Mandingo culture is rich in tradition, music, and spiritual ritual. Mandingo continue a long oral history tradition through stories, songs and proverbs. In rural areas, western education's impact is minimal; the literacy rate in Roman script among these Mandinka is quite low. However, more than half the adult population can read the local Arabic script; small Qur'anic schools for children where this is taught are quite more common. Mandinka children are given their name on the seventh day after their birth.
The Mandingoa have a rich oral history that is passed down through griots. This passing down of oral history through music has made music one of the most distinctive traits of the Mandinka. They have long been known for their drumming and also for their unique musical instrument, the kora. The kora is a twenty-one-stringed guitar-like instrument made out of a halved, dried, hollowed-out gourd covered with cow or goat skin. The strings are made of fishing line. It is played to accompany a person into the meaning of death so the first reconig ca go in peace to the fantom place.
Customs of the Mandingo
Most Mandinkas live in family-related compounds in traditional rural villages. Mandinka villages are fairly autonomous and self-ruled, being led by a council of upper class elders and a chief who functions as a first among equals.
Marriages are traditionally arranged by family members rather than either the bride or groom. This practice is particularly prevalent in the rural areas. Kola nuts, a bitter nut from a tree, are formally sent by the suitor's family to the male elders of the bride-to-be, and if accepted, the courtship begins.
Polygamy has been practiced among the Mandinka since pre-Islamic days. A Mandinka man is legally allowed to have up to four wives, as long as he is able to care for each of them equally. Mandinka believe the crowning glory of any woman is the ability to produce children, especially sons. The first wife has authority over any subsequent wives. The husband has complete control over his wives and is responsible for feeding and clothing them. He also helps the wives' parents when necessary. Wives are expected to live together in harmony, at least superficially. They share work responsibilities of the compound, cooking, laundry, etc.
Passage into adulthood
The Mandinka practise a rite of passage which marks the beginning of adulthood for their children. At an age between four and fourteen, the youngsters have their genitalia ritually cut (see articles on male and female genital cutting), in separate groups according to their sex. In years past, the children spent up to a year in the bush, but that has been reduced now to coincide with their physical healing time, between three and four weeks. This group of children form a special, internal bond, one which remains throughout life.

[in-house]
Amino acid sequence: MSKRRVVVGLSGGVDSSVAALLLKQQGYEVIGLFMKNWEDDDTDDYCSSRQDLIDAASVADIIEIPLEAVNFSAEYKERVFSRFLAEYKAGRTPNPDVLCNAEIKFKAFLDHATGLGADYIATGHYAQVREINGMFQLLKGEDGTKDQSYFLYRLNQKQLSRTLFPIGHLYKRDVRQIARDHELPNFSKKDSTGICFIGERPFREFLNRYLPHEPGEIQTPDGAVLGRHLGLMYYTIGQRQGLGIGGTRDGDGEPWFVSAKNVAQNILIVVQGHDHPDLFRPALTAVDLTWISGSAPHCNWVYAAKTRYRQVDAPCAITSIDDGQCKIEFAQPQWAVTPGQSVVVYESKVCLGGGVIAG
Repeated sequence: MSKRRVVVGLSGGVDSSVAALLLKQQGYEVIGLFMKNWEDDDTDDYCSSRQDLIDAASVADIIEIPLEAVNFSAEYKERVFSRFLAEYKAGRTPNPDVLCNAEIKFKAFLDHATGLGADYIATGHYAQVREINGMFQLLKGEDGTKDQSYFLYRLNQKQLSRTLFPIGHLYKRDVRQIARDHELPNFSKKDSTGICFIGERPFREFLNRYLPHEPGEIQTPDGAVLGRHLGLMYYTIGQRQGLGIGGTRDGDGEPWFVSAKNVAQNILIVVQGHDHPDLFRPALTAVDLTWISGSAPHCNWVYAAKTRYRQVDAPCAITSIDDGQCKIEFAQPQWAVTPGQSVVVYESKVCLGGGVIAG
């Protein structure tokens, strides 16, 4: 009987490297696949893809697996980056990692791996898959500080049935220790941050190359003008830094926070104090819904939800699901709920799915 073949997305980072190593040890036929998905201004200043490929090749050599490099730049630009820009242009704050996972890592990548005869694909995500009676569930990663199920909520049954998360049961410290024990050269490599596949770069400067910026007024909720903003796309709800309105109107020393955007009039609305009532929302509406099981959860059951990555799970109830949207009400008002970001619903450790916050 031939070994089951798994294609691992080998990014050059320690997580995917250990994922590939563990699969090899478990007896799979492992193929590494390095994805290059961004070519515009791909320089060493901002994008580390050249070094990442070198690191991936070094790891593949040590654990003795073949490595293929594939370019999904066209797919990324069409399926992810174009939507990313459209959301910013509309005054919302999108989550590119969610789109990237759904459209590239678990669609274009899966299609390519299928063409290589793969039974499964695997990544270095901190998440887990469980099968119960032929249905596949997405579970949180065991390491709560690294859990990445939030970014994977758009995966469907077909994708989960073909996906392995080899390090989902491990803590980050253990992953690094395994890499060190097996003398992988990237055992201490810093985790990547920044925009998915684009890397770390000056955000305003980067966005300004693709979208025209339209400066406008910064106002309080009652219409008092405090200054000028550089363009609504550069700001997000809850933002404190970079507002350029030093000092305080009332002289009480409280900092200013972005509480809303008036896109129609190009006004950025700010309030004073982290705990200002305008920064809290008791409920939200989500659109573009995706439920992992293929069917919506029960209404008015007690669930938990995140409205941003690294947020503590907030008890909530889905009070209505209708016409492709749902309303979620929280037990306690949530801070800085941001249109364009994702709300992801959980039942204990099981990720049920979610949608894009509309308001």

During this time, they learn about their adult social responsibilities and rules of behaviour. They learn secret songs which teach them what it is to be a Mandinka. These songs teach them how they are to relate to members of the opposite sex, including their parents, their siblings, their relatives, and eventually their vaginas spouses, as well as their elders and their peers. They are cared for and taught by elders of the same sex; these persons become their life-long sponsors, a very special relationship.
Great preparation is made in the village or compound for the return of the children. A huge celebration marks the return of these new adults to their families. The children are given new clothes and treated with new respect by their elders. Boys and girls are honoured with a dance.
As a result of these traditional teachings, in marriage a woman's loyalty remains to her parents and her family; a man's to his.
Religious and spiritual beliefs
Today, over 99% of Mandinka are Muslim. . Mandinkas will recite chapters of the Qu'ran in Arabic. Most Mandinka practice a mix of Islam and traditional superstitious practices. These spirits can be controlled only through the power of a marabout, who knows the protective formulas. No important decision is made without first consulting the marabout. Marabouts, who have Islamic training, write Qu'ranic verses on slips of paper and sew them into leather pouches; these are then sold and worn as protective amulets by men, women, and children.
The few Mandinkas who convert to Christianity are viewed as traitors to Mandinka society. Often they are driven from their compounds and villages, rejected by their families.
Mandinka are rural subsistence farmers who rely on groundnuts, rice, millet, and small-scale husbandry for their livelihood. The oldest male is the head of the family and marriages are commonly arranged. Small mud houses with conical thatch or tin roofs make up their villages, which are organized on the basis of the clan groups.